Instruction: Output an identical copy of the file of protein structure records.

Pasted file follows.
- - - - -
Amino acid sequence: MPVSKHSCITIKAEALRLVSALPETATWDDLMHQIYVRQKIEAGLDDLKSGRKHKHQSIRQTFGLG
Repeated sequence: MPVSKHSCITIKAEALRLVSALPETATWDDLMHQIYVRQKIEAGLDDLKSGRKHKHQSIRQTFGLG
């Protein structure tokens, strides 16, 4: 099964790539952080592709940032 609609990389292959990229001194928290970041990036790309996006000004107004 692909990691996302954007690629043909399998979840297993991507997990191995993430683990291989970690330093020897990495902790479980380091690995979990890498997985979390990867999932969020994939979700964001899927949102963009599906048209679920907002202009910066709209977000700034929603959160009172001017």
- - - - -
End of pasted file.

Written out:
Amino acid sequence: MPVSKHSCITIKAEALRLVSALPETATWDDLMHQIYVRQKIEAGLDDLKSGRKHKHQSIRQTFGLG
Repeated sequence: MPVSKHSCITIKAEALRLVSALPETATWDDLMHQIYVRQKIEAGLDDLKSGRKHKHQSIRQTFGLG
């Protein structure tokens, strides 16, 4: 099964790539952080592709940032 609609990389292959990229001194928290970041990036790309996006000004107004 692909990691996302954007690629043909399998979840297993991507997990191995993430683990291989970690330093020897990495902790479980380091690995979990890498997985979390990867999932969020994939979700964001899927949102963009599906048209679920907002202009910066709209977000700034929603959160009172001017």